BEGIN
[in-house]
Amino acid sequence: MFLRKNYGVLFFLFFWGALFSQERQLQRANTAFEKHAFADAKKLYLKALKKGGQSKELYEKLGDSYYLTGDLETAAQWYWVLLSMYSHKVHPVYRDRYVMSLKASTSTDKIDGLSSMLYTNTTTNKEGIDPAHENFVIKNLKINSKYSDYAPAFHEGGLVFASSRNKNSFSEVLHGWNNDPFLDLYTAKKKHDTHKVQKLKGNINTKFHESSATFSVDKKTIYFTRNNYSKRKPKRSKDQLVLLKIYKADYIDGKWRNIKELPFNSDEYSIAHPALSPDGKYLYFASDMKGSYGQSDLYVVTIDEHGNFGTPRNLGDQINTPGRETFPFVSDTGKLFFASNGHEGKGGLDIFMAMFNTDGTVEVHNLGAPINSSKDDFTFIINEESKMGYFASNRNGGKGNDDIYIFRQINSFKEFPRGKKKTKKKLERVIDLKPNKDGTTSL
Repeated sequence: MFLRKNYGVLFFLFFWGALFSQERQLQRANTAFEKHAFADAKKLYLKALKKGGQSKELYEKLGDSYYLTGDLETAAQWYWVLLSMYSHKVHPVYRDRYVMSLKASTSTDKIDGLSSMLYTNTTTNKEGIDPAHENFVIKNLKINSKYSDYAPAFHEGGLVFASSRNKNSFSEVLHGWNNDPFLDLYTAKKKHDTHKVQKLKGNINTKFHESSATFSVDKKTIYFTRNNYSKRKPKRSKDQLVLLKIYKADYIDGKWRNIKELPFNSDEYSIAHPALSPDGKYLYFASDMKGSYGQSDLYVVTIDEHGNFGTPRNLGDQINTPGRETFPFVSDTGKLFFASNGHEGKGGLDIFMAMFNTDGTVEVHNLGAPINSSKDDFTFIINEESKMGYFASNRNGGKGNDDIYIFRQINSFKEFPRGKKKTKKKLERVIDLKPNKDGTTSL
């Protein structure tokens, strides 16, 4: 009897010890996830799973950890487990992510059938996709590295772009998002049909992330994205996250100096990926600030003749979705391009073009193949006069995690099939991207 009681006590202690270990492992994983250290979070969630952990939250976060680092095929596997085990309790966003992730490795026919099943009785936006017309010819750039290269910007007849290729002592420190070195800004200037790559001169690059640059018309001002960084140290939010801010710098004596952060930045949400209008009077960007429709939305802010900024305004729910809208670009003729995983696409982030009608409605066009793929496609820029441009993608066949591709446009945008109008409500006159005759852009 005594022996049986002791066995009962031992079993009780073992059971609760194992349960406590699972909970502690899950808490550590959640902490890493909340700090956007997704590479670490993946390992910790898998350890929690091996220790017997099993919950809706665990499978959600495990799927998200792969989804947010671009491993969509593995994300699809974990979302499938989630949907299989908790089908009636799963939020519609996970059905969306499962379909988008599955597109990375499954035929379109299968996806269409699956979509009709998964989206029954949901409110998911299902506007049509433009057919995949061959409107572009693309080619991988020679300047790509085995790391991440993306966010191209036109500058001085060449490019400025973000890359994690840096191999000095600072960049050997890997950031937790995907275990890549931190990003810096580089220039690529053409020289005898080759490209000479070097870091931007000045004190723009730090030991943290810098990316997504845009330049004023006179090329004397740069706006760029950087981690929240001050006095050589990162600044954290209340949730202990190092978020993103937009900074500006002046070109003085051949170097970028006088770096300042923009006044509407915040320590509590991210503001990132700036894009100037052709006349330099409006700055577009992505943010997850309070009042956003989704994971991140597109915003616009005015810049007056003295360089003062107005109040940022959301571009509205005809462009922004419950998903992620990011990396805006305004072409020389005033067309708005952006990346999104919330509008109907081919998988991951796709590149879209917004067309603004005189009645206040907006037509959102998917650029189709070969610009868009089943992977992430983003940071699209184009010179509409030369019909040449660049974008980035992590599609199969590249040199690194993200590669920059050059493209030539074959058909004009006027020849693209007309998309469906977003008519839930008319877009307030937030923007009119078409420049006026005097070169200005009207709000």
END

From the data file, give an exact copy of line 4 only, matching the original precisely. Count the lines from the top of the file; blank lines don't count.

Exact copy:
């Protein structure tokens, strides 16, 4: 009897010890996830799973950890487990992510059938996709590295772009998002049909992330994205996250100096990926600030003749979705391009073009193949006069995690099939991207 009681006590202690270990492992994983250290979070969630952990939250976060680092095929596997085990309790966003992730490795026919099943009785936006017309010819750039290269910007007849290729002592420190070195800004200037790559001169690059640059018309001002960084140290939010801010710098004596952060930045949400209008009077960007429709939305802010900024305004729910809208670009003729995983696409982030009608409605066009793929496609820029441009993608066949591709446009945008109008409500006159005759852009 005594022996049986002791066995009962031992079993009780073992059971609760194992349960406590699972909970502690899950808490550590959640902490890493909340700090956007997704590479670490993946390992910790898998350890929690091996220790017997099993919950809706665990499978959600495990799927998200792969989804947010671009491993969509593995994300699809974990979302499938989630949907299989908790089908009636799963939020519609996970059905969306499962379909988008599955597109990375499954035929379109299968996806269409699956979509009709998964989206029954949901409110998911299902506007049509433009057919995949061959409107572009693309080619991988020679300047790509085995790391991440993306966010191209036109500058001085060449490019400025973000890359994690840096191999000095600072960049050997890997950031937790995907275990890549931190990003810096580089220039690529053409020289005898080759490209000479070097870091931007000045004190723009730090030991943290810098990316997504845009330049004023006179090329004397740069706006760029950087981690929240001050006095050589990162600044954290209340949730202990190092978020993103937009900074500006002046070109003085051949170097970028006088770096300042923009006044509407915040320590509590991210503001990132700036894009100037052709006349330099409006700055577009992505943010997850309070009042956003989704994971991140597109915003616009005015810049007056003295360089003062107005109040940022959301571009509205005809462009922004419950998903992620990011990396805006305004072409020389005033067309708005952006990346999104919330509008109907081919998988991951796709590149879209917004067309603004005189009645206040907006037509959102998917650029189709070969610009868009089943992977992430983003940071699209184009010179509409030369019909040449660049974008980035992590599609199969590249040199690194993200590669920059050059493209030539074959058909004009006027020849693209007309998309469906977003008519839930008319877009307030937030923007009119078409420049006026005097070169200005009207709000």